Isaac Singer And His Wonderful Sewing Machine

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The circumstances of the invention itself are obscured by clouds of contention. Zieber later deprecated Singer’s role, but his was clearly a prejudiced statement. The canonical account of Singer’s triumph, published a quarter century later, bore the inventor’s name as author, but also the unmistakable, ghostly trace of a company publicity man. It is like all such accounts: the humble man of talent works feverishly (eighteen and twenty hours a day), single-mindedly (only one meal a day), for a ridiculously brief time (only eleven days—for, after all, how long would forty dollars last?); at length the parts are assembled on the eleventh night; the assembled machine repeatedly refuses to function, whilst one by one the workmen take their leave, as though from the proverbial sinking ship; the inventor despairs; a chance remark from a bystander leads to the Hash of realization of what has been wrong; the tiny adjustment is made, and—eureka!

Whether all this is blarney or not, one stubborn fact stands out: Isaac Singer had developed the first sewing machine that would work.

Nor is it possible to ascribe the invention to the luck of a rascal. Singer’s was a brilliant, perceptive, and original design. Andrew B. Jack of the Massachusetts Institute of Technology, whose studies of early sewing-machine history were aided by examination of all the Singer Company’s early letter books, has stated that, to be practical, the device must include ten features: (1) lock stitch; (2) eye-pointed needle; (3) shuttle for second thread, vibratory or double-pointed; (4) continuous thread from spools; (5) horixontal table; (6) overhanging arm; (7) continuous feed, synchronous with needle motion; (8) thread or tension controls, giving slack thread as needed; (9) presser foot; and (10) ability to sew in a straight or curving line. Of all these features, only the ninth and tenth were invented by Singer. Elias Howe had originated the first, second, and fourth; other mechanics, notably J. Bachelder and A. B. Wilson, were responsible for the others; but theirs, like all the early machines, were crude and flawed. Only Singer’s embraced all ten features.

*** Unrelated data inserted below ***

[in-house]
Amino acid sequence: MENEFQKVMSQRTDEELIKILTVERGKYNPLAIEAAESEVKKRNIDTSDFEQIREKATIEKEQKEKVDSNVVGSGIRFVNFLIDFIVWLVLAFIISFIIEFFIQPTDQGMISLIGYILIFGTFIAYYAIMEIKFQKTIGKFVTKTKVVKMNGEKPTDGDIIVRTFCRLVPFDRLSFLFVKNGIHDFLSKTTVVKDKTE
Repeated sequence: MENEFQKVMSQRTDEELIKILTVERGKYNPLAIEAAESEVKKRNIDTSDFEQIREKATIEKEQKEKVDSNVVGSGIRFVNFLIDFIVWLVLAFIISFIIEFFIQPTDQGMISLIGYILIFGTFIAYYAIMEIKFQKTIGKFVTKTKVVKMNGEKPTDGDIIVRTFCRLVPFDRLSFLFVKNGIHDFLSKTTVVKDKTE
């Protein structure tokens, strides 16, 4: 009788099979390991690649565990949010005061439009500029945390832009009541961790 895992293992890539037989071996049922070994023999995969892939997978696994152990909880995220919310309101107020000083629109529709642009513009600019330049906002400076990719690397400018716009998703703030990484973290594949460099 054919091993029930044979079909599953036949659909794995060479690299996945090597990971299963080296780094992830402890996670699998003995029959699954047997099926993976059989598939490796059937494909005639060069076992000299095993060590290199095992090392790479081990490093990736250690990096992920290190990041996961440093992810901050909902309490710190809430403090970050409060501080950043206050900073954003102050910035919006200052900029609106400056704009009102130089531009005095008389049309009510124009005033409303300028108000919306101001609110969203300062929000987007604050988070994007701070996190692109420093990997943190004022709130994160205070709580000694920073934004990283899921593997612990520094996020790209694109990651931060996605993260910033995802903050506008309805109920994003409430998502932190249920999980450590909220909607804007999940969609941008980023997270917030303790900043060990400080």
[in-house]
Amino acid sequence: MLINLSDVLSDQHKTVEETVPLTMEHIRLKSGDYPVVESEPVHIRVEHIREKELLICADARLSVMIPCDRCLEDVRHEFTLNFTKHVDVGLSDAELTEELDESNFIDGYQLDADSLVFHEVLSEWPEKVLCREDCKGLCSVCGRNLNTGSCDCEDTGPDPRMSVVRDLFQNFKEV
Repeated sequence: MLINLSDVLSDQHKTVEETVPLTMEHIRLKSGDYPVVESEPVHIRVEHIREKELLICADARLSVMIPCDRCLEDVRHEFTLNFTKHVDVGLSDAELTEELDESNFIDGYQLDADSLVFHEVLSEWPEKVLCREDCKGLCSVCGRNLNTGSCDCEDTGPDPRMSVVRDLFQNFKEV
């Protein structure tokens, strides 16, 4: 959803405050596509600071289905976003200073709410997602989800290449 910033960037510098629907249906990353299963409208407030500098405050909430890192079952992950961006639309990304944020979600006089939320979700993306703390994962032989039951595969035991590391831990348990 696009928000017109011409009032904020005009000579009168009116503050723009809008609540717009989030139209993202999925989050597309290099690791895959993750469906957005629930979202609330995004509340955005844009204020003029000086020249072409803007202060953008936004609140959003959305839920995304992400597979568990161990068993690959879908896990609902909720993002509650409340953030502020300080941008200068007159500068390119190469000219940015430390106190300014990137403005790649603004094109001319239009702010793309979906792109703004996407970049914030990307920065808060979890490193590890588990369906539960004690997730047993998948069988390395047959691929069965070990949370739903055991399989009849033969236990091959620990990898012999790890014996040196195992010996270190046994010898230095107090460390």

Singer’s design, which has survived substantially intact, was a radical departure from those of all his contemporaries, but it worked; it was, moreover, adaptable to a variety of jobs, whether in the home or the factory. In contrast, Howe’s machine could sew only eighteen stitches before the operator was obliged to remove the cloth for a fresh start; and his tension device was imperfect, so that the thread broke repeatedly. “Credit for the invention of the sewing-machine,” Jack declares, “must go to Isaac Merritt Singer.” It is difficult to overestimate the importance of his accomplishments.

On the heels of his achievement, Singer visibly expanded. His voice, always resonant, now took on a note of authority quite galling to his two associates. When Phelps suggested that, according to their agreement, his name should be linked with Singer’s on the patent application, Singer peremptorily shouted him down. When Zieber attempted to mediate and pacify, Singer hectored both men impartially while privately he urged Zieber to buy up Phclps’s interest. When Zieber refused, Singer did the job himself, paying Phelps off from money belonging to all three. In short, he behaved like a ruthless man of business whilst his partners behaved like gentle chuckleheads.

Elias Howe now appeared. Howe was uncomfortably aware that his own machine was less practical than Singer’s; he was, moreover, in desperate need of money. On the other hand, he had the basic patent, while Singer as yet had none. Manifestly, there was here the basis for a deal if all hands were reasonable. Howe offered Singer and Zieber the American rights to his patent for $2,000. The niceties of patent law were not calculated to appeal to Singer. He reacted in honest and forthright fashion: he would, he declared, boot Howe downstairs if he didn’t clear off the premises under his own steam. In part this gesture must have been motivated by the fact that Singer was finding himself, pleasurably and unexpectedly, with money on his hands. His machine, almost from the start, sold well, and the unit profit was generous. The world was becoming his oyster. He and Zieber decided to move their headquarters from Boston to New York.

The move involved, for the romantic inventor, a measure of intrepidity. Somewhere in New York was his wife, whom he had long since deserted (he called her Maria); there, too, was his consort, Mary Ann Sponsler (he called her Mary); and, under two different roofs, there were his children, who now numbered nine. But he had an imperative motive for settling once again in New York. The fact was, love had come again to Singer, in the shape of Mary Eastwood Walters (he called her Mary), 28 years old and presently the mother of his tenth child. He had not been in New York very long before love came to him again—for he was nothing if not receptive to the little naked god—in the shape of Mary McGonigal (how convenient; he could call her Mary, too), 22 years old and presently the mother of his eleventh child.